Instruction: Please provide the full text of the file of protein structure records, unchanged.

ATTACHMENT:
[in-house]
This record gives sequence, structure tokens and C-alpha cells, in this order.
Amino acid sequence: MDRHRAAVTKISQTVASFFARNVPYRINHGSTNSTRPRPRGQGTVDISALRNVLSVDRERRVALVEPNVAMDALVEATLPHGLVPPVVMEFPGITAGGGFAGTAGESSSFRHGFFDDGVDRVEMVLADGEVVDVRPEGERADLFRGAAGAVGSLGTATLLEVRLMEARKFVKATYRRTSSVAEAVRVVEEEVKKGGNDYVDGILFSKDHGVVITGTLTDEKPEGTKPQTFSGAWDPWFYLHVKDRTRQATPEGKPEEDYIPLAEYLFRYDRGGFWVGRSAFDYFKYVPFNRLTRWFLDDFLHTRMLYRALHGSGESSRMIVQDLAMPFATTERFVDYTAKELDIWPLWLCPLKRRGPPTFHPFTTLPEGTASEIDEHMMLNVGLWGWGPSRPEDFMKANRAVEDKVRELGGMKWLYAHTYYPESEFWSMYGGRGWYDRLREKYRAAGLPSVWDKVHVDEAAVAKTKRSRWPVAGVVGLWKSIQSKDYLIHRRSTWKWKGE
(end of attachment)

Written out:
[in-house]
This record gives sequence, structure tokens and C-alpha cells, in this order.
Amino acid sequence: MDRHRAAVTKISQTVASFFARNVPYRINHGSTNSTRPRPRGQGTVDISALRNVLSVDRERRVALVEPNVAMDALVEATLPHGLVPPVVMEFPGITAGGGFAGTAGESSSFRHGFFDDGVDRVEMVLADGEVVDVRPEGERADLFRGAAGAVGSLGTATLLEVRLMEARKFVKATYRRTSSVAEAVRVVEEEVKKGGNDYVDGILFSKDHGVVITGTLTDEKPEGTKPQTFSGAWDPWFYLHVKDRTRQATPEGKPEEDYIPLAEYLFRYDRGGFWVGRSAFDYFKYVPFNRLTRWFLDDFLHTRMLYRALHGSGESSRMIVQDLAMPFATTERFVDYTAKELDIWPLWLCPLKRRGPPTFHPFTTLPEGTASEIDEHMMLNVGLWGWGPSRPEDFMKANRAVEDKVRELGGMKWLYAHTYYPESEFWSMYGGRGWYDRLREKYRAAGLPSVWDKVHVDEAAVAKTKRSRWPVAGVVGLWKSIQSKDYLIHRRSTWKWKGE